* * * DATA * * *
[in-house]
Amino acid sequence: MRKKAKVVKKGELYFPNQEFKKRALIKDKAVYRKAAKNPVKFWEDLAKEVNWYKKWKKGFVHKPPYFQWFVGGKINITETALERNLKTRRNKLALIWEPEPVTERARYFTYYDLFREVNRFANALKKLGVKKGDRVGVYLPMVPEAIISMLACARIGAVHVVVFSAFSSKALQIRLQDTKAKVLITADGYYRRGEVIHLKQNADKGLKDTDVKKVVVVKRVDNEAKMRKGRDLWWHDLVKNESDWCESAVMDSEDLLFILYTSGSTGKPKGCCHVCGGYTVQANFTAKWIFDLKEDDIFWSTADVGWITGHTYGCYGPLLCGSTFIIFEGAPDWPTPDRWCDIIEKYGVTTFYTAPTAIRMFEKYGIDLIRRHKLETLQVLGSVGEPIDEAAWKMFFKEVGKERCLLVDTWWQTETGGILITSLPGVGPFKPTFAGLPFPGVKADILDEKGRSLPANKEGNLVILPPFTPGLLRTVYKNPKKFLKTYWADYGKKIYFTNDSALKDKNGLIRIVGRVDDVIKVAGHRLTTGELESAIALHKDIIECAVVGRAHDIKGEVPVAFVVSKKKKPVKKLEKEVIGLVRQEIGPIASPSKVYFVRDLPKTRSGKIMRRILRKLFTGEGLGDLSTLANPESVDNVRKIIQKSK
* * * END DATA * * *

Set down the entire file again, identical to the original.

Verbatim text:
[in-house]
Amino acid sequence: MRKKAKVVKKGELYFPNQEFKKRALIKDKAVYRKAAKNPVKFWEDLAKEVNWYKKWKKGFVHKPPYFQWFVGGKINITETALERNLKTRRNKLALIWEPEPVTERARYFTYYDLFREVNRFANALKKLGVKKGDRVGVYLPMVPEAIISMLACARIGAVHVVVFSAFSSKALQIRLQDTKAKVLITADGYYRRGEVIHLKQNADKGLKDTDVKKVVVVKRVDNEAKMRKGRDLWWHDLVKNESDWCESAVMDSEDLLFILYTSGSTGKPKGCCHVCGGYTVQANFTAKWIFDLKEDDIFWSTADVGWITGHTYGCYGPLLCGSTFIIFEGAPDWPTPDRWCDIIEKYGVTTFYTAPTAIRMFEKYGIDLIRRHKLETLQVLGSVGEPIDEAAWKMFFKEVGKERCLLVDTWWQTETGGILITSLPGVGPFKPTFAGLPFPGVKADILDEKGRSLPANKEGNLVILPPFTPGLLRTVYKNPKKFLKTYWADYGKKIYFTNDSALKDKNGLIRIVGRVDDVIKVAGHRLTTGELESAIALHKDIIECAVVGRAHDIKGEVPVAFVVSKKKKPVKKLEKEVIGLVRQEIGPIASPSKVYFVRDLPKTRSGKIMRRILRKLFTGEGLGDLSTLANPESVDNVRKIIQKSK